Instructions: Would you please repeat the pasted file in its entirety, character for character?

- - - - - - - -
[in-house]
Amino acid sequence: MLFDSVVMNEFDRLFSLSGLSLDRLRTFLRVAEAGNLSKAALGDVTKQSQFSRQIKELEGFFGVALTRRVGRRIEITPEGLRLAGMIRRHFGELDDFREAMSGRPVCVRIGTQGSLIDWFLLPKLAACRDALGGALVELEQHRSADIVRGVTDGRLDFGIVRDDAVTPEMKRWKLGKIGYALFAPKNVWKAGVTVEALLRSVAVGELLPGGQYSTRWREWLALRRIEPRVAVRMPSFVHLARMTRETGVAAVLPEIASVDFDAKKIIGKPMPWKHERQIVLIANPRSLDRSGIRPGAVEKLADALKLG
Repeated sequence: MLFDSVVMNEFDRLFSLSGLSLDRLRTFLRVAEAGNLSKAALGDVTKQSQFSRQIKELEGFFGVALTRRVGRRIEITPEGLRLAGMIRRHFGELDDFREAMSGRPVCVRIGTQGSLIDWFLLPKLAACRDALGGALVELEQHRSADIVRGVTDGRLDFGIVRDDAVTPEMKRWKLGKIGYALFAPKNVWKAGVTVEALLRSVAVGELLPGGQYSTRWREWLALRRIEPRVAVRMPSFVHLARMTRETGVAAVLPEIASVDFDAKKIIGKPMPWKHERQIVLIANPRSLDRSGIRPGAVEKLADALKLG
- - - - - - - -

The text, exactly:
[in-house]
Amino acid sequence: MLFDSVVMNEFDRLFSLSGLSLDRLRTFLRVAEAGNLSKAALGDVTKQSQFSRQIKELEGFFGVALTRRVGRRIEITPEGLRLAGMIRRHFGELDDFREAMSGRPVCVRIGTQGSLIDWFLLPKLAACRDALGGALVELEQHRSADIVRGVTDGRLDFGIVRDDAVTPEMKRWKLGKIGYALFAPKNVWKAGVTVEALLRSVAVGELLPGGQYSTRWREWLALRRIEPRVAVRMPSFVHLARMTRETGVAAVLPEIASVDFDAKKIIGKPMPWKHERQIVLIANPRSLDRSGIRPGAVEKLADALKLG
Repeated sequence: MLFDSVVMNEFDRLFSLSGLSLDRLRTFLRVAEAGNLSKAALGDVTKQSQFSRQIKELEGFFGVALTRRVGRRIEITPEGLRLAGMIRRHFGELDDFREAMSGRPVCVRIGTQGSLIDWFLLPKLAACRDALGGALVELEQHRSADIVRGVTDGRLDFGIVRDDAVTPEMKRWKLGKIGYALFAPKNVWKAGVTVEALLRSVAVGELLPGGQYSTRWREWLALRRIEPRVAVRMPSFVHLARMTRETGVAAVLPEIASVDFDAKKIIGKPMPWKHERQIVLIANPRSLDRSGIRPGAVEKLADALKLG